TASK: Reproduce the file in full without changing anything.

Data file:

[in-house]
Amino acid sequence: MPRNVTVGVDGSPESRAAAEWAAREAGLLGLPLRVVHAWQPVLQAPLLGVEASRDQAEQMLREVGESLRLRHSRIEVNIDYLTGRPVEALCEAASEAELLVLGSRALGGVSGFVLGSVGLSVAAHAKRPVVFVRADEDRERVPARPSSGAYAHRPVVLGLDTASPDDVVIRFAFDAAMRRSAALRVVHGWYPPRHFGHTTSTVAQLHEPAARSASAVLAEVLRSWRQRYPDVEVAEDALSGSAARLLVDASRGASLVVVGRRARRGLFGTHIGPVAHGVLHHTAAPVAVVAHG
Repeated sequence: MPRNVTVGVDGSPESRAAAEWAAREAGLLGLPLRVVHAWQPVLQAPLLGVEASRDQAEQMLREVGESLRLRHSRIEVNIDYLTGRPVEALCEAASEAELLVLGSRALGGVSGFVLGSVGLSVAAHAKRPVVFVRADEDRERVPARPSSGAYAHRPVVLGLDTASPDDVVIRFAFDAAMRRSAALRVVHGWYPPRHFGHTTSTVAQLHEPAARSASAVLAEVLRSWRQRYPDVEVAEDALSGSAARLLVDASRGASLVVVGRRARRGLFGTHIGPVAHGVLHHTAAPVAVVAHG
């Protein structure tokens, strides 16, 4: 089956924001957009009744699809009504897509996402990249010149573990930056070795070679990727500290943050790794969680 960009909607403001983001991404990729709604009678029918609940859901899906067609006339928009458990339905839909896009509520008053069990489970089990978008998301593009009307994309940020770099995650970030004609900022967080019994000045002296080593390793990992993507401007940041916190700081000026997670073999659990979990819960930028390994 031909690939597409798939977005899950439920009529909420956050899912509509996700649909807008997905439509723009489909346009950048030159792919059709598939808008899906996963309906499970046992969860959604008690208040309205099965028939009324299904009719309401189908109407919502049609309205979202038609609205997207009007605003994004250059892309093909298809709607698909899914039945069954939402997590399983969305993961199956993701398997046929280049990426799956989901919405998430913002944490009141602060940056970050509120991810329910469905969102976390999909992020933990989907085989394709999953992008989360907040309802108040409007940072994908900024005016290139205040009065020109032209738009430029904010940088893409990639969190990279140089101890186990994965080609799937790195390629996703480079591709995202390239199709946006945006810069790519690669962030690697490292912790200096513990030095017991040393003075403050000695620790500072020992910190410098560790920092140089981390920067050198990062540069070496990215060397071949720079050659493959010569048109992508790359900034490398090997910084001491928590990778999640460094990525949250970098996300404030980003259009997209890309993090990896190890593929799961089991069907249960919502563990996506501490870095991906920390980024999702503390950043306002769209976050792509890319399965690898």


[in-house]
Amino acid sequence: MPRNVTVGVDGSPESRAAAEWAAREAGLLGLPLRVVHAWQPVLQAPLLGVEASRDQAEQMLREVGESLRLRHSRIEVNIDYLTGRPVEALCEAASEAELLVLGSRALGGVSGFVLGSVGLSVAAHAKRPVVFVRADEDRERVPARPSSGAYAHRPVVLGLDTASPDDVVIRFAFDAAMRRSAALRVVHGWYPPRHFGHTTSTVAQLHEPAARSASAVLAEVLRSWRQRYPDVEVAEDALSGSAARLLVDASRGASLVVVGRRARRGLFGTHIGPVAHGVLHHTAAPVAVVAHG
Repeated sequence: MPRNVTVGVDGSPESRAAAEWAAREAGLLGLPLRVVHAWQPVLQAPLLGVEASRDQAEQMLREVGESLRLRHSRIEVNIDYLTGRPVEALCEAASEAELLVLGSRALGGVSGFVLGSVGLSVAAHAKRPVVFVRADEDRERVPARPSSGAYAHRPVVLGLDTASPDDVVIRFAFDAAMRRSAALRVVHGWYPPRHFGHTTSTVAQLHEPAARSASAVLAEVLRSWRQRYPDVEVAEDALSGSAARLLVDASRGASLVVVGRRARRGLFGTHIGPVAHGVLHHTAAPVAVVAHG
């Protein structure tokens, strides 16, 4: 089956924001957009009744699809009504897509996402990249010149573990930056070795070679990727500290943050790794969680 960009909607403001983001991404990729709604009678029918609940859901899906067609006339928009458990339905839909896009509520008053069990489970089990978008998301593009009307994309940020770099995650970030004609900022967080019994000045002296080593390793990992993507401007940041916190700081000026997670073999659990979990819960930028390994 031909690939597409798939977005899950439920009529909420956050899912509509996700649909807008997905439509723009489909346009950048030159792919059709598939808008899906996963309906499970046992969860959604008690208040309205099965028939009324299904009719309401189908109407919502049609309205979202038609609205997207009007605003994004250059892309093909298809709607698909899914039945069954939402997590399983969305993961199956993701398997046929280049990426799956989901919405998430913002944490009141602060940056970050509120991810329910469905969102976390999909992020933990989907085989394709999953992008989360907040309802108040409007940072994908900024005016290139205040009065020109032209738009430029904010940088893409990639969190990279140089101890186990994965080609799937790195390629996703480079591709995202390239199709946006945006810069790519690669962030690697490292912790200096513990030095017991040393003075403050000695620790500072020992910190410098560790920092140089981390920067050198990062540069070496990215060397071949720079050659493959010569048109992508790359900034490398090997910084001491928590990778999640460094990525949250970098996300404030980003259009997209890309993090990896190890593929799961089991069907249960919502563990996506501490870095991906920390980024999702503390950043306002769209976050792509890319399965690898």